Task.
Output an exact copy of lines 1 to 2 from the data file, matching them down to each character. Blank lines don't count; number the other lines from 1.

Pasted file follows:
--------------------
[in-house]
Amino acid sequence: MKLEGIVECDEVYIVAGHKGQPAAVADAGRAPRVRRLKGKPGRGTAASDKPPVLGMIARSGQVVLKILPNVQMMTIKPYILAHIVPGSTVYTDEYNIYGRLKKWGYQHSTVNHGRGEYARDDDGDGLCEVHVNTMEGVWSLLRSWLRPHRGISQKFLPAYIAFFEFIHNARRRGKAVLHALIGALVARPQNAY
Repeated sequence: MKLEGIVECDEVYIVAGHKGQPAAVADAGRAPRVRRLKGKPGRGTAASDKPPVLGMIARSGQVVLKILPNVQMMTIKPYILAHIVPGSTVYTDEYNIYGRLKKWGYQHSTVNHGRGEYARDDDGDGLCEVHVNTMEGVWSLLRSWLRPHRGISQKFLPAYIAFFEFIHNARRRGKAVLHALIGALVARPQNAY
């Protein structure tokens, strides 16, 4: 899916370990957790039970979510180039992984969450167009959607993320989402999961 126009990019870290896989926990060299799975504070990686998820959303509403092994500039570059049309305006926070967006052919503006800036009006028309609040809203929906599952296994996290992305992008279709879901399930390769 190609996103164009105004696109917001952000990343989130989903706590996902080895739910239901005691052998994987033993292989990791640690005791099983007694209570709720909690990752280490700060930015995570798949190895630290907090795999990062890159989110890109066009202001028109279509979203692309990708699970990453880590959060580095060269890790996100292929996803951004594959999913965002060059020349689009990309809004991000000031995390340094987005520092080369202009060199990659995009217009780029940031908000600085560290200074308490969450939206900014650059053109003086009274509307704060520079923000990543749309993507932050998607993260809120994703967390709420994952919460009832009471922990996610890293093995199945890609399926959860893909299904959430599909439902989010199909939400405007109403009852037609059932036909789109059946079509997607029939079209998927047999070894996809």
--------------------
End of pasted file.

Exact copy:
[in-house]
Amino acid sequence: MKLEGIVECDEVYIVAGHKGQPAAVADAGRAPRVRRLKGKPGRGTAASDKPPVLGMIARSGQVVLKILPNVQMMTIKPYILAHIVPGSTVYTDEYNIYGRLKKWGYQHSTVNHGRGEYARDDDGDGLCEVHVNTMEGVWSLLRSWLRPHRGISQKFLPAYIAFFEFIHNARRRGKAVLHALIGALVARPQNAY